Vapor Intrusion Pathway: A Practical Guide Adobe PDF Logo
Interstate Technology & Regulatory Council, 172 pp, January 2007.

Step 13 of ITRC’s 13-step approach to evaluating vapor intrusion is deciding whether or not mitigation is warranted. The guidance goes on to provide summarizes several approaches including passive barriers, passive venting, sub-slab and sub-membrane depressurization, sub-slab and building pressurization, indoor air treatment, and sealing the building envelope.

Assessment of Mitigation Systems on Vapor Intrusion: Temporal Trends, Attenuation Factors, and Contaminant Migration Routes under Mitigated and Non-Mitigated ConditionsAdobe PDF Logo
Truesdale, R., C. Lutes, B. Cosky, B. Munoz, R. Norberg, H. Hayes, and B. Hartman.
EPA 600-R-13-241, 608 pp, 2015

In 2011, researchers began an investigation into the general principles of how vapors enter into a single residence study site, a highly instrumented pre-1920 residential duplex located in Indianapolis, Indiana. This report, the second in a series of reports based on that research, examines the efficiency of a subslab depressurization system to prevent and remove radon and VOCs with reference to (a) subsurface conditions that influence the movement of VOCs and radon into the home; (b) system effects on VOC and radon concentrations; and (c) the influence of a winter capping event on vapor movement into the home.

Subsurface Depressurization Systems, New Jersey Department of Environmental ProtectionAdobe PDF Logo
1 p, June 2005.

Fact sheet describes the two most common subsurface depressurization systems: the sub-slab depressurization system and the sub-membrane depressurization system.

Important Information about Vapor Mitigation Systems and Power Outages, New Jersey Department of Environmental ProtectionAdobe PDF Logo
1 p, November 2012.

Fact sheet describes actions to reduce exposure to organic vapors during a power outage for property owners with subsurface depressurization systems.

Adobe PDF LogoDesign, Effectiveness, and Reliability of Sub-Slab Depressurization Systems for Mitigation of Chlorinated Solvent Vapor Intrusion
Davild Folkes, presented in a series of EPA seminars on vapor intrusion at the roll-out of the 2002 draft OSWER guidance, 5 pp, 2002 and 2003.

Describes the design, installation, and performance of the Redfield Site sub-slab depressurization and sub-membrane depressurization systems, the modifications required in approximately 30% of the homes to achieve the State of Colorado interim action level for 1, 1-dichloroethene, and factors that may affect long-term system reliability.

Designing Commercial Sub-Slab Depressurization Systems Adobe PDF Logo
in 2002 International Radon Symposium Proceedings, March 2002, 9 pp.

Describes the design of a sub-slab depressurization system for an 18,000 square-foot school building in New Jersey and a classical
three-story, stone-faced building at Lehigh University in Pennsylvania.

Adobe PDF LogoOverview of Two Large-Scale Residential Sub-Slab Depressurization System Installation Programs
Lucas Hellerich, et al., in Proceedings of the Annual International Conference on Soils, Sediments, Water and Energy, 11(1), 21 pp, January 11, 2010.

Describes case studies of two large-scale residential sub-slab depressurization systems designed and installed to mitigate intrusion of soil gas that contained low levels of volatile organic compounds, into over 100 houses and several buildings in a multi-structure condominium complex.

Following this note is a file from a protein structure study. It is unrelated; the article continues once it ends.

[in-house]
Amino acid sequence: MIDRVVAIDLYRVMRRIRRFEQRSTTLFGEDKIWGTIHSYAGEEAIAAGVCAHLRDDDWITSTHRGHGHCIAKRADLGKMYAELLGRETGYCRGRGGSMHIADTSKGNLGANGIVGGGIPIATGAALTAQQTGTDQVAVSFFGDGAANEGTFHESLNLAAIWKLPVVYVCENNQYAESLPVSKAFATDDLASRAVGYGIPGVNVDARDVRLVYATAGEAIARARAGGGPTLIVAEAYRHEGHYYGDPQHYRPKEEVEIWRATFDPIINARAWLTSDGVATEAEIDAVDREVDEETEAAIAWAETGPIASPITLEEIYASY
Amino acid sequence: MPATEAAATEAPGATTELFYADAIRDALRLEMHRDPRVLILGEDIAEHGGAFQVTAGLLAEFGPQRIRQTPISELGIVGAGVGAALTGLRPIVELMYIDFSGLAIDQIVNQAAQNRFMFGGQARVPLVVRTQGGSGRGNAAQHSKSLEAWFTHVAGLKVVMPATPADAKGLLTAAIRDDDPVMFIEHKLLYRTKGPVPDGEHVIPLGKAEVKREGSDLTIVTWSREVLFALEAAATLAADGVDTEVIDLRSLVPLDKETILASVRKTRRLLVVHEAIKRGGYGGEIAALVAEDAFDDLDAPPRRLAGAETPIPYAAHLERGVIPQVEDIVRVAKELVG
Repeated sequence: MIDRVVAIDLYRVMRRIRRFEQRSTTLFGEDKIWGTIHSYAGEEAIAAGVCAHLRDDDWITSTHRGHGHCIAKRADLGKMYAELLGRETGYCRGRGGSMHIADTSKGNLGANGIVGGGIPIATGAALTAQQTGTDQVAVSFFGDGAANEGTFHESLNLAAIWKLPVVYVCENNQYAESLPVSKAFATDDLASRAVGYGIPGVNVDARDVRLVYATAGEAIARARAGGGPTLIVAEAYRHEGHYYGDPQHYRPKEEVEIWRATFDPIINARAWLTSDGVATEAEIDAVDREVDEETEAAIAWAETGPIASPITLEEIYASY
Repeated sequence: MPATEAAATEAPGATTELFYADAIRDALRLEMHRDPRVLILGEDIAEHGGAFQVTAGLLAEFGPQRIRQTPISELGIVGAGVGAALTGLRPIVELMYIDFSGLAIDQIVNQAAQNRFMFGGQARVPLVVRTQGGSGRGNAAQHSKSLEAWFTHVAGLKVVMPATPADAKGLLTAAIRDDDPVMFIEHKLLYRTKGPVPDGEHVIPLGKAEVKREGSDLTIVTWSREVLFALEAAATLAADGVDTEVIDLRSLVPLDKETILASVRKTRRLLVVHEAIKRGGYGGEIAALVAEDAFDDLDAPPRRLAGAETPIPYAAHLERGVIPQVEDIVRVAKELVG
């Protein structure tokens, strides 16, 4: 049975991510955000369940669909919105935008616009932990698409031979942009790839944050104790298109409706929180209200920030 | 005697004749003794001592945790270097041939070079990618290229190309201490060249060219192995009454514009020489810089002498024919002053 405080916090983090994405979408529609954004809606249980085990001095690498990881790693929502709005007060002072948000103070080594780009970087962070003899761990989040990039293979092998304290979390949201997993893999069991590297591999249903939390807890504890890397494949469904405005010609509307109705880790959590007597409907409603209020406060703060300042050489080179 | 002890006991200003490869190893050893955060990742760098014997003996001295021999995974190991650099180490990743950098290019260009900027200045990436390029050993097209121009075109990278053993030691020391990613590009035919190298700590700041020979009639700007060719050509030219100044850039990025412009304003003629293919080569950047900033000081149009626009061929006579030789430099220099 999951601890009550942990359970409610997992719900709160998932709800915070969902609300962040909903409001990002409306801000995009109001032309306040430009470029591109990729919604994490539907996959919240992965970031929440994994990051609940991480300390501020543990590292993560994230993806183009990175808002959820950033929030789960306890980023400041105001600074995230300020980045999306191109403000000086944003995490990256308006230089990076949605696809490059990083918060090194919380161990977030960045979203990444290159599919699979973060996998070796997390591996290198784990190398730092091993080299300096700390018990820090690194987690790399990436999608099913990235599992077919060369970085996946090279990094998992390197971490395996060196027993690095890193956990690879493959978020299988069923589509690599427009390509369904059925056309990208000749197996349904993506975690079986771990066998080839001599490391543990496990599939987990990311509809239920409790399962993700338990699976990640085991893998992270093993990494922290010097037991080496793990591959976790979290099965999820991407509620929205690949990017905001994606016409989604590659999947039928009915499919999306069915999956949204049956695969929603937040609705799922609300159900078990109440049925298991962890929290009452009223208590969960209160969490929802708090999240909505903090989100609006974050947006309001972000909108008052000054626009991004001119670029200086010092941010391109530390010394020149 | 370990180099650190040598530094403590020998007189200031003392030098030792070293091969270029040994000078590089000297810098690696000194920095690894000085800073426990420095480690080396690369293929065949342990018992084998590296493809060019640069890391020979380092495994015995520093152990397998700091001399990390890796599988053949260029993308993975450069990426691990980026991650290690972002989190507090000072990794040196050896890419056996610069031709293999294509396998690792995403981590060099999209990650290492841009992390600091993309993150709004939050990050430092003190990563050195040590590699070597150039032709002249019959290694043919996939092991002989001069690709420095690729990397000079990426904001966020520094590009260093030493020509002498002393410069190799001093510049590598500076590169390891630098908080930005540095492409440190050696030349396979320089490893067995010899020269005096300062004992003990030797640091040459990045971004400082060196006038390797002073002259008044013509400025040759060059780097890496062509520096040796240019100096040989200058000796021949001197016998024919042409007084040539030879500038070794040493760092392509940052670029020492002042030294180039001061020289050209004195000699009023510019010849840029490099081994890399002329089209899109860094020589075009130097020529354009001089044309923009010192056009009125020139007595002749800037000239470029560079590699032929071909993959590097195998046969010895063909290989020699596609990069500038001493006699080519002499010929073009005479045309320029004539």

Adobe PDF LogoPneumatic Testing, Mathematical Modeling and Flux Monitoring to Assess and Optimize the Performance and Establish Termination Criteria for Sub-Slab Depressurization Systems (PowerPoint presentation),
Todd McAlary, David Bertrand, Paul Nicholson, Sharon Wadley, Danielle Rowlands, Gordon Thrupp and Robert Ettinger, Geosyntec Consultants, Inc., Presented at the U.S. EPA workshop, "Addressing Regulatory Challenges in Vapor Intrusion: A State-of-the-Science Update Focusing on Chlorinated VOCs," held at the Association for Environmental Health and Sciences 21st Annual Meeting and West Coast Conference on Soils, Sediments, and Water - Workshop: Addressing Regulatory Challenges in Vapor Intrusion, San Diego, California, March 15, 2011

Adobe PDF LogoHigh Vacuum, High Airflow Blower Testing and Design for Soil Vapor Intrusion Mitigation in Commercial Buildings
Brodhead, William and Thomas Hatton in Proceedings of the Air & Waste Management Association’ Vapor Intrusion 2010 Conference, 22 pp, 2010.

Describes method used to design and optimize a soil vapor intrusion mitigation system for a medical center that
is heavily contaminated by benzene and chlorinated solvents. The system uses high-output radial blowers.

ASTM E2435 - 05(2010)e1 Standard Guide for Application of Engineering Controls to Facilitate Use or
Redevelopment of Chemical-Affected Properties

Provides a general overview of the procedures for evaluating and selecting engineering controls for use in property
development or reuse. Intended for use at properties that are presently developed or proposed for development but
have contaminated soil, groundwater, air, or other environmental media, that may pose a risk to human health.

Cupolex® Under-Slab Network
Zoom In

Installation of under-slab void network
for application of a sub-slab
depressurization system (Cupolex®)

The Cupolex® Vapor Intrusion SolutionAdobe PDF Logo
9 pp.

Describes a proprietary flooring system developed to provide an efficient under-slab void network for application of sub-slab depressurization to facilitate the dilution and dispersal of Vapors from beneath buildings. Demonstration Video